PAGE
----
(HOST)Election day is just around the corner, and commentator Bill Seamans has been thinking about just how important it is to vote.
(SEAMANS) The midterm elections are just six days away. It is now “kitchen table decision time” when those who haven’t yet made up their minds will sit down and make their final choice.
It has been our conviction that our form of democracy is the most powerful example for the rest of the world but that is no longer true. It’s painfully regrettable that too many American citizens cannot be guaranteed that they can walk into a voting booth with the certainty that their ballot will be counted accurately – if at all.
Beyond the negative campaign that the Mudfellas have imposed on us there is the specter of voter suppression and outright deliberate disenfranchisement. Some states with close contests and less savory electoral histories are said to be considering asking voters for proof of citizenship and a photo I.D. which poor minorities, the ill and the disabled and the shut-in elderly are less likely to have.
But the new electronic touch-screen voting machines appear to be the most widespread problem – especially those that don’t produce a paper trail as a check on the mechanical tally. There is so much confusion and suspicion of possible fraud that, as George Will said, “days, perhaps weeks might pass” before we know who controls the House and Senate. It appears, then, that we might see a post-election vote verification battle even more deplorable than the Florida experience that elected President Bush.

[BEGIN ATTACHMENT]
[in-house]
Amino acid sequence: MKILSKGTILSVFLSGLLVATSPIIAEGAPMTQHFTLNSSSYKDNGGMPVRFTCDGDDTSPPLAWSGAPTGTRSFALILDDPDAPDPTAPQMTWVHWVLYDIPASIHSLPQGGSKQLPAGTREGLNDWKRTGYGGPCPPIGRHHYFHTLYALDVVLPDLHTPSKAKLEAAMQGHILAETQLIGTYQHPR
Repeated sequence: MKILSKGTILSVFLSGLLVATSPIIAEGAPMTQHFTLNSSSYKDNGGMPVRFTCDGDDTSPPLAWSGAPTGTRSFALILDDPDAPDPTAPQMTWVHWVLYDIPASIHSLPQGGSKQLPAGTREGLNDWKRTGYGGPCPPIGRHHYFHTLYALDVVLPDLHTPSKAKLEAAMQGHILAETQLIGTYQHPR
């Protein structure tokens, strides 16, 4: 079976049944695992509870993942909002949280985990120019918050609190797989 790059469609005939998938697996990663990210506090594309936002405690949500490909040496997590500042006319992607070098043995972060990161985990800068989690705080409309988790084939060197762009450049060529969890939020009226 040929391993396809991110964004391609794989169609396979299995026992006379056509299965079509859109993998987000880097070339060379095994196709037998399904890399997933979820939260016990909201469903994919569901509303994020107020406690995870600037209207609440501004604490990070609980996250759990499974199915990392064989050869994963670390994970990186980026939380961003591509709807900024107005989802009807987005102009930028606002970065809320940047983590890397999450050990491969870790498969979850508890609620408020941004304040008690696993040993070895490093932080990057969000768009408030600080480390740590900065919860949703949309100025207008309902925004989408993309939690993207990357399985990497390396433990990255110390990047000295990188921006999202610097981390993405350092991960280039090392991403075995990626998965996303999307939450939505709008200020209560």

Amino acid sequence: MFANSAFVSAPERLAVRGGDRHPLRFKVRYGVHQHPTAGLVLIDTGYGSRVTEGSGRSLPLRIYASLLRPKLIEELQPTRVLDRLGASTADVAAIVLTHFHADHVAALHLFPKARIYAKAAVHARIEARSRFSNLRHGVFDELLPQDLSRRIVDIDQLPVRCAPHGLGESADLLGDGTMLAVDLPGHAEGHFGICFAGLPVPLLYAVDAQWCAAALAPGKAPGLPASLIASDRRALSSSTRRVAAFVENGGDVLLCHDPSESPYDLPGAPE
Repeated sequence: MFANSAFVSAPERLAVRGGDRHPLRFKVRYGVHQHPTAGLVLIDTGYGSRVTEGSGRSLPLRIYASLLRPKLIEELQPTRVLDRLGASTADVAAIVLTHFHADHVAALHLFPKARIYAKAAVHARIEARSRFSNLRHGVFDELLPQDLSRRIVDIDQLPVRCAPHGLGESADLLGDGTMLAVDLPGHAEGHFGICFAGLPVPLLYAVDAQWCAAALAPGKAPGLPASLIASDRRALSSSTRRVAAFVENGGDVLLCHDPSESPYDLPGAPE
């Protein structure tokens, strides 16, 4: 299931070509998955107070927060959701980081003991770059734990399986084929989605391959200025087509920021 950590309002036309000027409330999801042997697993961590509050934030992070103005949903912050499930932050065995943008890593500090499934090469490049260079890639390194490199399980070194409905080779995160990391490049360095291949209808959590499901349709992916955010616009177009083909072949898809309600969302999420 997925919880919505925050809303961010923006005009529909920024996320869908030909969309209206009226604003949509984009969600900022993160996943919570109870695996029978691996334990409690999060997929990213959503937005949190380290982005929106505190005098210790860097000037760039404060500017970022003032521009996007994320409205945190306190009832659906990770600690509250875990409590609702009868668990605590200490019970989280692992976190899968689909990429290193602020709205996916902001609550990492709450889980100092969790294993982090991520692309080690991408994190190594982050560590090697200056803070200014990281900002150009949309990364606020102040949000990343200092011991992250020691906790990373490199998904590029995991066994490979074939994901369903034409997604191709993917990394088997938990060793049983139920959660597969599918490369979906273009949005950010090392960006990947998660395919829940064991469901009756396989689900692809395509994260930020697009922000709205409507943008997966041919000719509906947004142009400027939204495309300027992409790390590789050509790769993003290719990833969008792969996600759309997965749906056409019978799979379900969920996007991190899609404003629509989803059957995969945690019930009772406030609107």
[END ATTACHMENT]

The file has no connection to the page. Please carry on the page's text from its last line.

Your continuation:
With the control of Congress and a historic change in the direction of our domestic and foreign policies at stake it is obvious that we need, but don’t have, the highest electoral standards. Perhaps this election, if it is as chaotic as expected, will create a new public demand for a standard national election system using the same voting method and machines that produce an irrefutable paper record of the ballot.
As for getting out the vote, I recall an old political saying that gets truer with age – that bad politicians are sent to Washington by good people who don’t vote.
Bill Seamans is a former correspondent and bureau chief for ABC News in the Middle East.